Reinvigorated by the joy that she has finally agreed, Nîtirann traversed the park hopping. Filled as he was with enthusiasm he decided to start composing at once.
No, no, no. He has been sitting there for hours to try to catch the ’Perfect Tune’ as he nicknamed it for himself. Better to do something else, he thought. So he picked up the partition of his exam piece. But his thoughts were still revolving around the other one…He wanted something truly special, something which had nothing to do with his earlier compositions; no proportionate measures no elaborately composed, refined part-leading. It must be free, like aaaaa… like a what? A folk song.
- Well, my mother has told me about of aannins. These are songs for two or more voices and have no established rhythm. They are sung usually according to the rhythm of speech. –he remembered her explaining. – Therefore, those who perform it muust be very good aat taking over each other’s pace.
He flew through the sheet containing his exam piece, then he swept it away, taking out a freshly pressed parchment from the carved ebony box (a picture of a seagull was etched into the lid) he kept them in. He dipped his quill into the ink and carefully lined the paper with the help of a rule. Once finished with this, he solemnly prepared to start composing again. However, to his greatest surprise there was no overflow of inspiration as usual. For a while he was only sitting, anxiously chewing his quill, then he kicked off his chair from the table and strode out of the room. He rushed out into the careless yellow-green of the park and sat down under the hemlock tree. He closed his eyes and listened,as hard as he could. After a while he felt pain building up behind his temples because of the exertion such a concentration required. Tears welled up in his eyes. And then he heard it, faint as it was like the buzz of a tubercolosed skeeter. It was something completely new and as he examined it and tried to unstitch it to its elements he almost forgot about the emptiness.
It went so differently from completing his other works. He usually wrote his pieces easily, at one run, but now he was progressing with a painstaking effort, in small pieces, often only jotting down one or two notes.
And there seemed to be some other difficulties, too.
- I know it’s hard but please try not to be carried away that much by the tune. However, don’t draw on me in giving the rhythm either for it will cause you trouble when you’ll take the lead. – she chided him for God knows how many times with a lenient smile.
- All right, all right. I am…. you know… I am…
- …afraid of getting a sound false, are you? – she laughed with childish innocence, her teeth sparkling in the sun. – Don’t be. Just let your voice fly aas my mother used to say… we might even try something else. I’ll begin. Just try to join with aany tune thaat comes into your mind, raight?
He seemed to have got it finally right. The two voices intertwined, and for a short while the bass of the wasps became rich and ripe and the skeeters’ drones hummed softly and the birds’ whistling sounded bright and cheerful. He was a falcon now, able to trace the gulls’ flight wherever they take their ways… Half scared, half astonished by the impression of measureless harmony and freedom he became silent.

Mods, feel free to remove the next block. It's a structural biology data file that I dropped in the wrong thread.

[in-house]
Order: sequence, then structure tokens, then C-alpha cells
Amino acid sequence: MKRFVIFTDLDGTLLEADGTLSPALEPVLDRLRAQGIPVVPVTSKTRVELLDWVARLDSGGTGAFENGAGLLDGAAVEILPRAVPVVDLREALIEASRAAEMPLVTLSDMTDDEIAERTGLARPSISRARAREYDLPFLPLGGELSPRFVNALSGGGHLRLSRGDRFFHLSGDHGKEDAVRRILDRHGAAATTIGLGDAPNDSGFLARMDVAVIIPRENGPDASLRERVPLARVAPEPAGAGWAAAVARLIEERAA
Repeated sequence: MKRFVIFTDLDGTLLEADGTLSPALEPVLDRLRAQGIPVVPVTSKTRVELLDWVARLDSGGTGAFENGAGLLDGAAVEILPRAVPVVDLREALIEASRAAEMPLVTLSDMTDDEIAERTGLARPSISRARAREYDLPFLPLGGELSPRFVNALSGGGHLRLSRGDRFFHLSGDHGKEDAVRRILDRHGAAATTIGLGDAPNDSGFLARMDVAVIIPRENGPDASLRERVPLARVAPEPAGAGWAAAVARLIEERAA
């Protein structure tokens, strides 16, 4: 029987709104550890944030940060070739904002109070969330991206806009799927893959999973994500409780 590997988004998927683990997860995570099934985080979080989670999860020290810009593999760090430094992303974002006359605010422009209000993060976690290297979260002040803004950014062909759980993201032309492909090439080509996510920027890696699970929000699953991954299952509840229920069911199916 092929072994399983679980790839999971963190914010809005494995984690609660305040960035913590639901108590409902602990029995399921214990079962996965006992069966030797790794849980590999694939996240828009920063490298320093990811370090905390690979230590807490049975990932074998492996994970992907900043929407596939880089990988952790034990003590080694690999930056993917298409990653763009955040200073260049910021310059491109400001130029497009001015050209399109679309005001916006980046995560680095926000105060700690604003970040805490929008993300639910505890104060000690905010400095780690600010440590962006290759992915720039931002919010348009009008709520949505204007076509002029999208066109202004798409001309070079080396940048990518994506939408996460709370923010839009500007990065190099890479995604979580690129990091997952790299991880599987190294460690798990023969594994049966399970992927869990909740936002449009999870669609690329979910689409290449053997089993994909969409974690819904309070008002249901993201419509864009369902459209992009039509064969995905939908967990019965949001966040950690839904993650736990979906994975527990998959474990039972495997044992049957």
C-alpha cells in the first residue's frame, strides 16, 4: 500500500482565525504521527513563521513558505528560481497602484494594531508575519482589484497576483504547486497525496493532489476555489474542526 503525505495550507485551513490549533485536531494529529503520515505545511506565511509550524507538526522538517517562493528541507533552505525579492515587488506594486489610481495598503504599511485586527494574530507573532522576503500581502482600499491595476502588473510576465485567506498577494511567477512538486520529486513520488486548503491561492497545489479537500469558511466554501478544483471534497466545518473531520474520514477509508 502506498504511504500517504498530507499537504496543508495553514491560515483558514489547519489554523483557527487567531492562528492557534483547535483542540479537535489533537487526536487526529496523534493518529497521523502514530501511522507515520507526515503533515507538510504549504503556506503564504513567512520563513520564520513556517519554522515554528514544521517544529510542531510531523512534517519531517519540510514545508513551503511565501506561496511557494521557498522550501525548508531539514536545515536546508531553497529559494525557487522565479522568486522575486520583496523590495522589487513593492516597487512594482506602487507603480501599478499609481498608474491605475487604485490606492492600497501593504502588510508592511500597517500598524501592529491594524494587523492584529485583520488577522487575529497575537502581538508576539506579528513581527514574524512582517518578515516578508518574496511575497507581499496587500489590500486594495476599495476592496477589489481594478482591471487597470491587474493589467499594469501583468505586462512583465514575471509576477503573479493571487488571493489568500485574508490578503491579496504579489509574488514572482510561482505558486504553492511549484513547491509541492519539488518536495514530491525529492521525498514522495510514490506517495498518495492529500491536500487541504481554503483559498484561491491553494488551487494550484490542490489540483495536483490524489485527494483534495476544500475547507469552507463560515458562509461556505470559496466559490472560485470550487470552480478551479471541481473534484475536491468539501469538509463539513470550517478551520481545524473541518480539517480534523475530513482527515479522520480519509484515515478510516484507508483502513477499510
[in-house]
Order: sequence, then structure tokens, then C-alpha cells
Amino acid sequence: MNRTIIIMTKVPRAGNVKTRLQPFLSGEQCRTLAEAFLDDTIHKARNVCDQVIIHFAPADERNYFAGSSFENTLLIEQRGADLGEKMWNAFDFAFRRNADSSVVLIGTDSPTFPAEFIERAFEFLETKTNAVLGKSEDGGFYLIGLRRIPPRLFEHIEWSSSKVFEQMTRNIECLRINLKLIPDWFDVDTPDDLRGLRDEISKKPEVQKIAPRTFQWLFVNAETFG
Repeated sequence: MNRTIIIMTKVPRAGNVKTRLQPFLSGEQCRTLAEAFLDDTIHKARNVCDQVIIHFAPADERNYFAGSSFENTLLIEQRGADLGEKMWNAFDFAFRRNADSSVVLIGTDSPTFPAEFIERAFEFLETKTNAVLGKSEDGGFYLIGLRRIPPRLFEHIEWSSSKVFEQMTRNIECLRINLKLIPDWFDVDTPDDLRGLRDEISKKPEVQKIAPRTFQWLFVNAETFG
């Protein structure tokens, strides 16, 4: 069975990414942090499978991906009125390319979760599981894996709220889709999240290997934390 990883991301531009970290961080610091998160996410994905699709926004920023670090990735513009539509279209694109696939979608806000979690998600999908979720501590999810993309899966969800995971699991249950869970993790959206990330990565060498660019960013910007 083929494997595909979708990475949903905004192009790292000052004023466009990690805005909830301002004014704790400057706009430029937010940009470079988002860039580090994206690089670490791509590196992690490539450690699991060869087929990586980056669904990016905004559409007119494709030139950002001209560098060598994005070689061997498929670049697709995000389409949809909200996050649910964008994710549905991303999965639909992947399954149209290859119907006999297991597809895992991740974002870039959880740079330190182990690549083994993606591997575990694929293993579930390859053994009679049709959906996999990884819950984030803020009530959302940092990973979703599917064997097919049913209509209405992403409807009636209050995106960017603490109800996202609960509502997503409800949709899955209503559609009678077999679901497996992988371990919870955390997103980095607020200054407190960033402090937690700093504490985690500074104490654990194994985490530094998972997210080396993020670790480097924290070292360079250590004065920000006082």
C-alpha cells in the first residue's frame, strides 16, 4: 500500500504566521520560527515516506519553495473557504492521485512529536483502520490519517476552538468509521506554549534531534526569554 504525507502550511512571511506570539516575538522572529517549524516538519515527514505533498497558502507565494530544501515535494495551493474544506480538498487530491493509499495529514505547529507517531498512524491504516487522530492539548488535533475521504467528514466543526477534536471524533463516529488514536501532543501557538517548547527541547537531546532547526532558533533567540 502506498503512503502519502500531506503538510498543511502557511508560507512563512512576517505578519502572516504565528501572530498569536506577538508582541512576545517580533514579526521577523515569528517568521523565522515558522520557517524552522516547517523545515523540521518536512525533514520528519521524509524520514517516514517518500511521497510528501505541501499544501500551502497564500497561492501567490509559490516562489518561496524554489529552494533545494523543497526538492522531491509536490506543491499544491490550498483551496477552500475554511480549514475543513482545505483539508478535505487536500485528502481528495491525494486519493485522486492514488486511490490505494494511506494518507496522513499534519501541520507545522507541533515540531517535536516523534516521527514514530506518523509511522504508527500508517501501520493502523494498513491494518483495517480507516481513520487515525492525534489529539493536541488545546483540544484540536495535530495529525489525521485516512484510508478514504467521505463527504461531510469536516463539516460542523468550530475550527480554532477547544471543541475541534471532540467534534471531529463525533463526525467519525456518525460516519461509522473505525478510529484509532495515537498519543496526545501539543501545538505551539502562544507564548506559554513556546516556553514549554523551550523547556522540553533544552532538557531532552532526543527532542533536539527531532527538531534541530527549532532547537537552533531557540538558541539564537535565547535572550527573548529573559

More and more rehearsals followed, with the periods of this gliding feeling becoming longer time to time. It seemed that they switched roles as the festival was looming. Now Nîtirann was becoming more enthusisatic day by day looking forward to the challenge while Ellîmin seemed to be even more anxious. And the time has come.
They were standing near the backstage stairs their performance being the next. Ellîmin started to mount the stairs. Then all of a sudden she turned back, flung her arms around Nîtirann’s waist and hugged him fiercely. He held her tight.
- I’m sorry, I’m just so aanxious. – she pleaded as they parted.
- Never mind, I liked it. – he beamed at her.
So they stood there, against hundreds of expectant people. She was reeling from the mass of onlookers, so she closed her eyes and began. She felt the air freeze with amazement. Nîtirann listened intently as if he had been preparing for composing. After so much joint work and rehearsals he was still hunting for the answer what made this one piece so different. Now he had to join in, his voice overshadowing hers. Their songs tore into the sky like the wings of two racing falcons. Escaping from the falconer’s fist they were flying and scouting the land for prey after their own whim. He added some chords on the harp with a sure hand to the flow of music concluding the piece with a soft major third. He was just sitting there for a while, insensitively to the events around. Then all the sensations of reality broke upon him. Clapping hands. Enthusiastic cries. And a smile. A faint smile on Alnawen’s face. This was the old master’s only comment. And all of a sudden he realised that Ellîmin was no solution, only the way leading to it. The way to himself.
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